Stop Asking People About Their 'Reproductive Plans'

About a month ago I was at Macy’s, buying a gift for my friend’s 6-year-old daughter, when the saleswoman waiting on me asked if and when I’m planning to have kids of my own. I wanted to scold her for asking me such a personal question, but I didn’t. She caught me off guard and I simply responded “someday,” hoping she would move on. But she didn’t. She advised me not to wait too long.

As a 28-year-old woman who has been married for almost three years, I’m no stranger to these inquiries. My relatives and friends have asked me the same question – and I’ve answered with “next year” and “we’re focusing on our careers.”

I’m hardly alone. And, over the weekend, one of us did scold these intrusive inquiries. Emily Bingham, 33, of Ann Arbor took to Facebook with a reminder for all those who casually grill women just like me.

“Just a friendly P.S.A. that people’s reproductive and procreative plans and decisions are none of your business. NONE OF YOUR BUSINESS,” Bingham writes on her Facebook page – topped by a “random ultrasound photo” she got from Google Images, designed to draw eyes.

This post that followed has definitely caught a lot of attention over the last couple of days and, according to USA Today, has been shared more than 36,000 times. It was even picked up by two British news sources.

It doesn’t surprise me that this has hit a nerve with so many people. It definitely resonates with me.

The truth is, I want a baby more than anything in the world. I’ve wanted to be a mom for as long as I can remember, and it kills a little piece of me every time I see a pregnancy announcement on social media. Why, you ask?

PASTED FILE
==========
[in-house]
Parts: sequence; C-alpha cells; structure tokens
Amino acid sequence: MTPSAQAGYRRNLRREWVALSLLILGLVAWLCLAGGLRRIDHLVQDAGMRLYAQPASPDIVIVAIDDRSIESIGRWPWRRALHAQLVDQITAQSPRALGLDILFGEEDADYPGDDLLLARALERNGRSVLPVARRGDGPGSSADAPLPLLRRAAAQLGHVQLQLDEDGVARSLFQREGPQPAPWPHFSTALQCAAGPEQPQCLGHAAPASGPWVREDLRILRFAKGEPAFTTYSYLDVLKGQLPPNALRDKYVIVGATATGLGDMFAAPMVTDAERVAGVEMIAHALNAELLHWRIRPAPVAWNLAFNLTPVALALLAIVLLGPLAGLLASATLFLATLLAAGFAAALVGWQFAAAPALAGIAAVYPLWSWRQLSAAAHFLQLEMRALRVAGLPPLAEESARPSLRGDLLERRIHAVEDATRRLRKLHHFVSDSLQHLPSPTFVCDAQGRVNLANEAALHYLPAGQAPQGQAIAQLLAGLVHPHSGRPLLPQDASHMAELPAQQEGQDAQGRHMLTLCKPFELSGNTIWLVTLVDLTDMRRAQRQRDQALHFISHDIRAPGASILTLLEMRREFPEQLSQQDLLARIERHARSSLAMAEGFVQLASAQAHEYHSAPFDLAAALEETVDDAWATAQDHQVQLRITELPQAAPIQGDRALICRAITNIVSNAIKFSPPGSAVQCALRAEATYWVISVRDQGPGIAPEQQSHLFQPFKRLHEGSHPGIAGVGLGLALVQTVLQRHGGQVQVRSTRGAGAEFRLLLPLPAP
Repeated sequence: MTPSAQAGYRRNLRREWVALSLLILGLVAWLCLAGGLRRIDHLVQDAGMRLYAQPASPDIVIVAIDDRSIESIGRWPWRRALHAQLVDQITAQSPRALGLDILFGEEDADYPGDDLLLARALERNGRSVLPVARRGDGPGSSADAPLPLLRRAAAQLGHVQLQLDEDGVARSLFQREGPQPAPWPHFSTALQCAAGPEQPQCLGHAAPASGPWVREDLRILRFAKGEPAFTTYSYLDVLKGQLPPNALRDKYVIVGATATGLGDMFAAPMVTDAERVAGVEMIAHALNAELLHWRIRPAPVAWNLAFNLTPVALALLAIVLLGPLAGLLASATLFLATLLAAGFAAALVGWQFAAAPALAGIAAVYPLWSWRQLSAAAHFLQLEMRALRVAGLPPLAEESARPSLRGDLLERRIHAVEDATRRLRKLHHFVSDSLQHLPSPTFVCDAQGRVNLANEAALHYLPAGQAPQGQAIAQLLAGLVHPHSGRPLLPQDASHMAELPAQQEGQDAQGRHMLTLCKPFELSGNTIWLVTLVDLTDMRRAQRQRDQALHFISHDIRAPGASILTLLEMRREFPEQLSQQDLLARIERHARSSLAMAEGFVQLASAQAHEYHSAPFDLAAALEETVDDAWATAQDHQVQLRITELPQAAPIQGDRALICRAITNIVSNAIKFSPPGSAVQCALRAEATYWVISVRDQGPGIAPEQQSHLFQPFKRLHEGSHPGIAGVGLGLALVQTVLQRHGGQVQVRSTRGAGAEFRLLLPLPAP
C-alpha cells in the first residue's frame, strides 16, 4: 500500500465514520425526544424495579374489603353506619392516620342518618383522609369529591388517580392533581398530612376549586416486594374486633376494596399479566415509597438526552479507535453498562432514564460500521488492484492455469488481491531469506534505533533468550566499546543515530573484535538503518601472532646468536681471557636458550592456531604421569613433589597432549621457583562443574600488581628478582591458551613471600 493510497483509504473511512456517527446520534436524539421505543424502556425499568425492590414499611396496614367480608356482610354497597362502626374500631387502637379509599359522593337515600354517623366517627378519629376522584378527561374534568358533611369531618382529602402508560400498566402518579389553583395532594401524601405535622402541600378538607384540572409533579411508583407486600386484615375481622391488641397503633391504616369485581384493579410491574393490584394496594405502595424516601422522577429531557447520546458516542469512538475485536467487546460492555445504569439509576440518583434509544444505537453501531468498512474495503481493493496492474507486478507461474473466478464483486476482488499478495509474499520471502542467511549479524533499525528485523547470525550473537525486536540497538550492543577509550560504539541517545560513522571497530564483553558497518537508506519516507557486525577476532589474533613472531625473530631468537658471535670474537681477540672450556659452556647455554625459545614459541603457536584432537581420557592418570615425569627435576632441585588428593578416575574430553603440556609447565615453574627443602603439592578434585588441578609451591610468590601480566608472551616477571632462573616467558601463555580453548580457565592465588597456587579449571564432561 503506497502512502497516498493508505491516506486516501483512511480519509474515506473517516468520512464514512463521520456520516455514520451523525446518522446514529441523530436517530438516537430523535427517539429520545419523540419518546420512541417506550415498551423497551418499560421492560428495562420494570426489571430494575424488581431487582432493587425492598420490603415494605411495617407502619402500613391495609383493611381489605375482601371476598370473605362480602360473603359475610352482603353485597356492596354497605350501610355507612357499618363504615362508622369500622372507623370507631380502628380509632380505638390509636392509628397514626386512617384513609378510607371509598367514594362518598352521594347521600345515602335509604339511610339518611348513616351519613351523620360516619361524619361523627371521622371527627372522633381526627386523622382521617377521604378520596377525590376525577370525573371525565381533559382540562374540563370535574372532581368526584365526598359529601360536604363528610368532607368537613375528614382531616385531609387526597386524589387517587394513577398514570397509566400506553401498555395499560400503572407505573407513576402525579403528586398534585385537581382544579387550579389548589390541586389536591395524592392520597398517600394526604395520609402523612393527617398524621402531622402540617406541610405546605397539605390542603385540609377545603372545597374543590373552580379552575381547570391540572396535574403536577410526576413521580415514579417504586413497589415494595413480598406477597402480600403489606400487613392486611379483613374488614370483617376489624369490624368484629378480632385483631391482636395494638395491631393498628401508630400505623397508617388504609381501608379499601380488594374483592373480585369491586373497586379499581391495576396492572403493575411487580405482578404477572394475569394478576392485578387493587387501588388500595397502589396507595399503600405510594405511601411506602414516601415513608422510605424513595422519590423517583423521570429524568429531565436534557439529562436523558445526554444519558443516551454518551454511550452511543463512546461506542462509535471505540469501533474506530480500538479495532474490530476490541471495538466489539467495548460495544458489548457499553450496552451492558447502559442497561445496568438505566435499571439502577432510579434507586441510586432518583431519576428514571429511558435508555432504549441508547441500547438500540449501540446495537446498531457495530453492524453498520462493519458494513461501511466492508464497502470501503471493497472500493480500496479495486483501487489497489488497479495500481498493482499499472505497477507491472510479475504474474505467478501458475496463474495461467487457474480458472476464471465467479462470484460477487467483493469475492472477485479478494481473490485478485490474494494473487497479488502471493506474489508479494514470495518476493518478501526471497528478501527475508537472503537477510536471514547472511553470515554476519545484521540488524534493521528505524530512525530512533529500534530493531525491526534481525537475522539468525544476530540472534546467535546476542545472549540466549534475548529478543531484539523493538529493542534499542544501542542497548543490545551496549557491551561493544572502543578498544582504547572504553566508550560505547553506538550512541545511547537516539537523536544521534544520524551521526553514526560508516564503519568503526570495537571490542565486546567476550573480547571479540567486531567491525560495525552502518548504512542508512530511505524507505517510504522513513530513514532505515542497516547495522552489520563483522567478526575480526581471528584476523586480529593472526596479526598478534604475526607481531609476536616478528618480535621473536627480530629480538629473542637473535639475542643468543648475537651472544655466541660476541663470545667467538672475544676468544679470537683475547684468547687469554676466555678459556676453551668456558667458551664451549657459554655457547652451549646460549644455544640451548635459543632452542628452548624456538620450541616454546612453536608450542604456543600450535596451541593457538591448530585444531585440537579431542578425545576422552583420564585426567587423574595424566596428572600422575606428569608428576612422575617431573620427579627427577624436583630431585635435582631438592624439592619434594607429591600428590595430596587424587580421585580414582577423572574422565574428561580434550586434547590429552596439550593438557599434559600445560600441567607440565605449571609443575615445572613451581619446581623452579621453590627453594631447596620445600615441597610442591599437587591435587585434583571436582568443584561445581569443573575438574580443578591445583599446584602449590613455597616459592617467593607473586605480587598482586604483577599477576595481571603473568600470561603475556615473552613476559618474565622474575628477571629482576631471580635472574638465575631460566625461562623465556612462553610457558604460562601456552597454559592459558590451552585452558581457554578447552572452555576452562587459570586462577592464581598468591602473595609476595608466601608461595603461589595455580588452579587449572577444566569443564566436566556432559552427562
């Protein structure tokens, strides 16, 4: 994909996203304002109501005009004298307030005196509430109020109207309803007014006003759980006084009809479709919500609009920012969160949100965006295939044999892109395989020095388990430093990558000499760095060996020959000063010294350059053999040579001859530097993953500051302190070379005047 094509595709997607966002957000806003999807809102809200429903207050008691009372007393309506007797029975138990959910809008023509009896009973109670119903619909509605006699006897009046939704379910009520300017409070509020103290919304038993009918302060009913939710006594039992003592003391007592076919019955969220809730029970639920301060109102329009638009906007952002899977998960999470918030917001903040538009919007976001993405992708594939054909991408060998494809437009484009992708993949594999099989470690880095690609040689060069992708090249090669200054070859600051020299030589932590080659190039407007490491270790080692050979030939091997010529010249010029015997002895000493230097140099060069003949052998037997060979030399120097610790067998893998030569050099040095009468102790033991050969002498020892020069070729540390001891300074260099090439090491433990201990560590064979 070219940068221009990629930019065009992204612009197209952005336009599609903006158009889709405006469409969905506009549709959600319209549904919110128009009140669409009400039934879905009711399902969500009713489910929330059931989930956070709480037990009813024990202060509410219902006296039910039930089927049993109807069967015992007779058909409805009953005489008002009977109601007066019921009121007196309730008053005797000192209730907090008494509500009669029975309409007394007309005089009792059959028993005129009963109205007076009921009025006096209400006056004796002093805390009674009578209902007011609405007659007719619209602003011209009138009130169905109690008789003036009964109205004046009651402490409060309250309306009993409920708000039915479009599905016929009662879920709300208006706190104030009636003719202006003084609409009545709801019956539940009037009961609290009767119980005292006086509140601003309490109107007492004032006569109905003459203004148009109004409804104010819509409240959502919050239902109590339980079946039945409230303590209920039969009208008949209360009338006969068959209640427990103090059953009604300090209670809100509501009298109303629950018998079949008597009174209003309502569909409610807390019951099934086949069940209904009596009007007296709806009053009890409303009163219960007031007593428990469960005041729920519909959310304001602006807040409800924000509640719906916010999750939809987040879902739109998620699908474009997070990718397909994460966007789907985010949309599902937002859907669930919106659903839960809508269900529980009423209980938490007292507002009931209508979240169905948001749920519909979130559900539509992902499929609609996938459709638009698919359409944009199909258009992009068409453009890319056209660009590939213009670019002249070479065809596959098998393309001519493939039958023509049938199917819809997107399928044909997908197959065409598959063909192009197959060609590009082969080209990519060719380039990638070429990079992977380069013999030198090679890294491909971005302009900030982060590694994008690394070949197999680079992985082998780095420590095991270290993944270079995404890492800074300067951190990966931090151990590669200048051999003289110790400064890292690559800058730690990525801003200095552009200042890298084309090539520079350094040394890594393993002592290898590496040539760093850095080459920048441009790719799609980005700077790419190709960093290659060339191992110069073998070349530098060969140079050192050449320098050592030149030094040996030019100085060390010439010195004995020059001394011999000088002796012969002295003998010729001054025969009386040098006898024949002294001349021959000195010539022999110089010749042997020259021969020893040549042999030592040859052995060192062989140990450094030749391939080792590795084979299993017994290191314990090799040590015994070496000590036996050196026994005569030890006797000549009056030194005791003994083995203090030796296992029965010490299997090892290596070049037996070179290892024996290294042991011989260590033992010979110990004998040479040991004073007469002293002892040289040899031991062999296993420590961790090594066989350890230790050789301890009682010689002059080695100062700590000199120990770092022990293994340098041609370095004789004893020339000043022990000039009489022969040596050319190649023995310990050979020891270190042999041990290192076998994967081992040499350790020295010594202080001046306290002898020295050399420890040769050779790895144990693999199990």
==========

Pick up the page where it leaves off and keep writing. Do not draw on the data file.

My husband and I decided to start trying for a baby one year ago. One year later, I’m still not pregnant. The diagnosis? Infertility.

We’re not alone, though. Six percent of married women between the ages of 15 and 44 are infertile, the Centers for Disease Control and Prevention notes. And, in about 40 percent of infertile couples, the male partner is the sole cause or a contributing factor, the American Society for Reproductive Medicine adds.

While we’ll be able to overcome this and someday have a child, it’s still humiliating for me. I didn’t want to tell people because I didn’t want to deal with the gossip or the extra questions.

So, why am I writing about this for our website? Why am I finally putting it out there for everyone to read? Because I’m one of those people who is constantly being asked these rude questions – and you need to realize that your nosy inquiries cause nothing but frustration and sadness for me and others who are struggling.

And it’s not just upsetting to me. It’s upsetting to the woman who has been married for years and simply doesn’t want children, and the woman who is in her mid-30s and is still single. Or even the newly married couple who hasn’t quite figured out whether they want to have a family. Your questions about something so personal are rude. Incredibly rude – and it’s time to train yourself out of this behavior.

If you’re one of those people who is always asking these questions, take Bingham’s advice: “Before you ask the young married couple that has been together for seemingly forever when they are finally gonna start a family … before you ask the parents of an only-child toddler when a Little Brother or Little Sister will be in the works … before you ask a single 30-something if/when s/he plans on having children because, you know, clock’s ticking … just stop. Please stop.”


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